Hennepin County commissioners began hearing 2023 budget proposals this week, and sticking out in a list of single-digit increases — even some decreases — was a request for a 42 percent budget increase.
It came from the department that offers, among other things, legal representation to people facing eviction. A portion of that increase would fund additional staff to help tenants in court and connect them with other services.
“It [was] initially a slow crescendo in eviction cases that turned into a monsoon, honestly,” said Jeanette Boerner, director of Adult Representation Services.
Since June, evictions statewide have averaged 520 a week, according to Princeton’s Eviction Lab, which tracks filings using court data. That's about 50 percent higher than the pre-pandemic average. The majority are in Hennepin County.
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And as courts catch up on a pandemic-related backlog of cases, scheduled eviction hearings will balloon from 357 in September to 835 next month.
Boerner said the increase is driven largely by the expiration of an eviction moratorium that the state put in place during the height of the pandemic. But she said county modeling predicts the high rate of evictions will continue as a tight housing market pushes rents up.
County data from earlier this year show the number of people in homeless shelters tracking closely with eviction filings.
“We got a call on our helpline two days ago from a single mom with three kids, and she was, frankly, hysterical. Her biggest concern as she faced an eviction one week from the day she called was that she and her kids would be out cold for the winter,” Boerner said, adding that it is nearly impossible to find a rental if you have an eviction on your record.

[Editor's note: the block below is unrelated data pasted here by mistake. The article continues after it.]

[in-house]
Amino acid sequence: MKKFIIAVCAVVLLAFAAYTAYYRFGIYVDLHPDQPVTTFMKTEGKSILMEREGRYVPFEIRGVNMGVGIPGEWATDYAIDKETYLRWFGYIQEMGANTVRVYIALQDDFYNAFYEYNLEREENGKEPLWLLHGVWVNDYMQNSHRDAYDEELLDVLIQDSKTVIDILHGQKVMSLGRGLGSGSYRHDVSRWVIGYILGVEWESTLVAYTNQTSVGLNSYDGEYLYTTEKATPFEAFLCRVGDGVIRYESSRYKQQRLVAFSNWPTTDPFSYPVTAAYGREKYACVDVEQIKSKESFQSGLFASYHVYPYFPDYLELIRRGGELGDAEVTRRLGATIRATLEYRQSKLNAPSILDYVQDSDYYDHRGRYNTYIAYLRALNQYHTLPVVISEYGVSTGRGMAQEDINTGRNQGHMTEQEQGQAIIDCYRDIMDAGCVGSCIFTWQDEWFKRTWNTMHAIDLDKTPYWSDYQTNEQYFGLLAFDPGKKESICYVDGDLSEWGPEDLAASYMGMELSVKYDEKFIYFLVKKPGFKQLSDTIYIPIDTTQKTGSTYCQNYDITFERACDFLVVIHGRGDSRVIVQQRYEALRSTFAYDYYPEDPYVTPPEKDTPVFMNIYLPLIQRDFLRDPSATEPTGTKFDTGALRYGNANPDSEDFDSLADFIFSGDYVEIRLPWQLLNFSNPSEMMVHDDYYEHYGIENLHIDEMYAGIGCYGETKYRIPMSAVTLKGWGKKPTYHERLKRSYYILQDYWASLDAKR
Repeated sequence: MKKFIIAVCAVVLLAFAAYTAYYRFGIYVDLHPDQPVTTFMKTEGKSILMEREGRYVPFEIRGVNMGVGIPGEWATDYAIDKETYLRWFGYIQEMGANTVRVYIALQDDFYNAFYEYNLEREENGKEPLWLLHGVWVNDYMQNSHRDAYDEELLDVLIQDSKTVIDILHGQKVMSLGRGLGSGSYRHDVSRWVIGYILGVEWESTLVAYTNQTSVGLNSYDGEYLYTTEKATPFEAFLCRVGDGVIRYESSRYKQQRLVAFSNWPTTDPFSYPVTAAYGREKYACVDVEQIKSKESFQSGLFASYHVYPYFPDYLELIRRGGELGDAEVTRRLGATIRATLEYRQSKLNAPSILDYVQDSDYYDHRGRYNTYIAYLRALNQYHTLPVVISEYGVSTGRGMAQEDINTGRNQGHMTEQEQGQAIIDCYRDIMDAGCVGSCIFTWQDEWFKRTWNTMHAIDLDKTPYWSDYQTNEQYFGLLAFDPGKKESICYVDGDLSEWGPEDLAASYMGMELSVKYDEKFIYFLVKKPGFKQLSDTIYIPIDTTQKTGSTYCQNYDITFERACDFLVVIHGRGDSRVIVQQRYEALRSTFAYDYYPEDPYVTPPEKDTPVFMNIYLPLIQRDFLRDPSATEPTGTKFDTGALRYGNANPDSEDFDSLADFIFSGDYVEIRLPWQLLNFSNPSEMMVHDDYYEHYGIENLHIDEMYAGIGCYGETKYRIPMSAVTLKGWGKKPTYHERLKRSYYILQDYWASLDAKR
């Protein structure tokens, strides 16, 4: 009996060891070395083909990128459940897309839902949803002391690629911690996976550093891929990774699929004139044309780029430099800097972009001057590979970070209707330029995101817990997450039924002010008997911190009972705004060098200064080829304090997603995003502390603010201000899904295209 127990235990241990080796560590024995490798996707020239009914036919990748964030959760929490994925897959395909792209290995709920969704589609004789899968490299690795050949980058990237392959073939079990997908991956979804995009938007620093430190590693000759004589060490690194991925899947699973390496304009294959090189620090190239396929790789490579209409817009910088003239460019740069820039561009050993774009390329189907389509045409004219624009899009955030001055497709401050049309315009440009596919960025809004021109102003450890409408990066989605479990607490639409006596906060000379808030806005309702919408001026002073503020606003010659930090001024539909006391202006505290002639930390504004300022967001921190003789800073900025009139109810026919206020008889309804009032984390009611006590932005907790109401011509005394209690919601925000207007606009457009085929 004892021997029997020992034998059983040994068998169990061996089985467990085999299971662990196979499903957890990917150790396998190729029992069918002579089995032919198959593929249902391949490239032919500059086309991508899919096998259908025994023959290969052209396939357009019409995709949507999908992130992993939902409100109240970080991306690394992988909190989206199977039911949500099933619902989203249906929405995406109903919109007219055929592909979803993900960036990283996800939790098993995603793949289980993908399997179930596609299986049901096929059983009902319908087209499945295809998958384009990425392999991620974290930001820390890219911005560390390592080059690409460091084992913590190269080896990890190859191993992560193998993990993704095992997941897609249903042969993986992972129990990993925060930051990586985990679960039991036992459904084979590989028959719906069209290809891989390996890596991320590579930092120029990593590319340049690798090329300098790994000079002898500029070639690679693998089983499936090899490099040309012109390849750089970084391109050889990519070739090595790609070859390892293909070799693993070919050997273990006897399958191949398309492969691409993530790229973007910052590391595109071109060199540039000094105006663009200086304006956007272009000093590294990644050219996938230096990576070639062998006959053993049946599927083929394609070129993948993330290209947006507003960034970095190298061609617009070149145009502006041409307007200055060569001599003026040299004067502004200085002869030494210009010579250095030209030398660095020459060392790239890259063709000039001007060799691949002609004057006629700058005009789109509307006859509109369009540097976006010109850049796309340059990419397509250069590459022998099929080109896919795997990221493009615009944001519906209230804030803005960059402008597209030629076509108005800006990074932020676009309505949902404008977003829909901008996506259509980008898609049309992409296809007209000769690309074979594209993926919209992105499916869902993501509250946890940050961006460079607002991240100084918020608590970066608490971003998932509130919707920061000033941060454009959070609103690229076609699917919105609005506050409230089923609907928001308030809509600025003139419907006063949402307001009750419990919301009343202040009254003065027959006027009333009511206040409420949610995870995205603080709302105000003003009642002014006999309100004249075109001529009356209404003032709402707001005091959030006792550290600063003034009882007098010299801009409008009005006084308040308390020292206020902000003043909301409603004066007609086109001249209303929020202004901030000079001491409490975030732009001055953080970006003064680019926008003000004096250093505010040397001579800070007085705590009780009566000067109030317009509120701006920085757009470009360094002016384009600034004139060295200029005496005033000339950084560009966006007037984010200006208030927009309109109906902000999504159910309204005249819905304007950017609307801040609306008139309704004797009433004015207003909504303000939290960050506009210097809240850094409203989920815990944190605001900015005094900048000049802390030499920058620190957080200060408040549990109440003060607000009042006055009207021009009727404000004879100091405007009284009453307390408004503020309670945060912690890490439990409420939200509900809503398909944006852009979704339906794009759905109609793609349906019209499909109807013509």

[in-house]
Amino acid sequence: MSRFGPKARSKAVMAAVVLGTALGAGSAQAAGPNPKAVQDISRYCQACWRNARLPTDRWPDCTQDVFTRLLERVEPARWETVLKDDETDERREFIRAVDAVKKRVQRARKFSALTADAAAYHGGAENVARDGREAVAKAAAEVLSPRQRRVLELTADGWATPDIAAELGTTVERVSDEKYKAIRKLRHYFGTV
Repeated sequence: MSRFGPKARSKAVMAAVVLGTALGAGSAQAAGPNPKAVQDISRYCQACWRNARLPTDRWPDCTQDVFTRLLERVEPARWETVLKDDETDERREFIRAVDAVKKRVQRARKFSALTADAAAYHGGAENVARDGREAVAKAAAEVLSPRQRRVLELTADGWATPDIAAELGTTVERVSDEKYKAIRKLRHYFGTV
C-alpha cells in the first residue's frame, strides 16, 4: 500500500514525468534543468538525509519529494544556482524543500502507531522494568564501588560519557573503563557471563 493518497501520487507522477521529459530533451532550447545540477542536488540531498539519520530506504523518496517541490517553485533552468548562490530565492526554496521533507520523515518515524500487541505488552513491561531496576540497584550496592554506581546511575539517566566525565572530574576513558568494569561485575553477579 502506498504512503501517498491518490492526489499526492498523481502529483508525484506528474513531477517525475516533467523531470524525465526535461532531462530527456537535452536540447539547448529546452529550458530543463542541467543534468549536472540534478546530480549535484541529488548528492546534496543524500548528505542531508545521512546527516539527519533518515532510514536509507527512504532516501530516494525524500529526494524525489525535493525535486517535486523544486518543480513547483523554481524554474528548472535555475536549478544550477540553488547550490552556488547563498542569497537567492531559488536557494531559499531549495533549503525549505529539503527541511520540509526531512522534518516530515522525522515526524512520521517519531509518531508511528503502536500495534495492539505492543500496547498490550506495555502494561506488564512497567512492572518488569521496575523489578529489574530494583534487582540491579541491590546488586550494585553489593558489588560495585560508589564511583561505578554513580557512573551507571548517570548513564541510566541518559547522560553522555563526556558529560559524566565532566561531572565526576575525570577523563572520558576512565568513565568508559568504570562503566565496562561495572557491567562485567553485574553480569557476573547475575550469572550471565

She said people facing eviction should immediately seek legal help from services like hers and, no matter what, show up for court. A failure to appear results in an automatic eviction.
Boerner is hoping her budget ask earlier this week will result in five additional staff to help field such calls and represent tenants in court. The rest of the budget increase would go toward establishing a legal team to help people facing civil commitment for mental health reasons. Currently, the county does that work using contractors.
“I will work closely with county leadership to make my case,” Boerner said. “My hope is that we’ll get these positions, and I recognize that a lot of people are vying for resources.”
County budget hearings are scheduled to continue through December.